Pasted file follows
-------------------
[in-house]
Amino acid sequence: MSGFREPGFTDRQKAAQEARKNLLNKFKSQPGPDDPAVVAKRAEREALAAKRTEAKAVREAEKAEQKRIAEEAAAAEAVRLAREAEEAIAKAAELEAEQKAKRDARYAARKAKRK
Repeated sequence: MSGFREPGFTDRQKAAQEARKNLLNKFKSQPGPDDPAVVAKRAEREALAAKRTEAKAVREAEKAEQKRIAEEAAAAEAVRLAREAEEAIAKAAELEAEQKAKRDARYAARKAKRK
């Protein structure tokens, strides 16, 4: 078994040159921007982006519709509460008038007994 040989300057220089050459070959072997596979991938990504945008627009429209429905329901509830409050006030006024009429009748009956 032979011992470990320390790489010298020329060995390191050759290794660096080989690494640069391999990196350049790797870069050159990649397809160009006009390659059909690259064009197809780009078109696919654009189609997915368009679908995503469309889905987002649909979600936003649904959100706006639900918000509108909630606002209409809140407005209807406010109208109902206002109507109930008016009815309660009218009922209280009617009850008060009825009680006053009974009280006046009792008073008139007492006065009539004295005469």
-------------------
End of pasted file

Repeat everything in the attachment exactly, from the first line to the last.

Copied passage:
[in-house]
Amino acid sequence: MSGFREPGFTDRQKAAQEARKNLLNKFKSQPGPDDPAVVAKRAEREALAAKRTEAKAVREAEKAEQKRIAEEAAAAEAVRLAREAEEAIAKAAELEAEQKAKRDARYAARKAKRK
Repeated sequence: MSGFREPGFTDRQKAAQEARKNLLNKFKSQPGPDDPAVVAKRAEREALAAKRTEAKAVREAEKAEQKRIAEEAAAAEAVRLAREAEEAIAKAAELEAEQKAKRDARYAARKAKRK
């Protein structure tokens, strides 16, 4: 078994040159921007982006519709509460008038007994 040989300057220089050459070959072997596979991938990504945008627009429209429905329901509830409050006030006024009429009748009956 032979011992470990320390790489010298020329060995390191050759290794660096080989690494640069391999990196350049790797870069050159990649397809160009006009390659059909690259064009197809780009078109696919654009189609997915368009679908995503469309889905987002649909979600936003649904959100706006639900918000509108909630606002209409809140407005209807406010109208109902206002109507109930008016009815309660009218009922209280009617009850008060009825009680006053009974009280006046009792008073008139007492006065009539004295005469």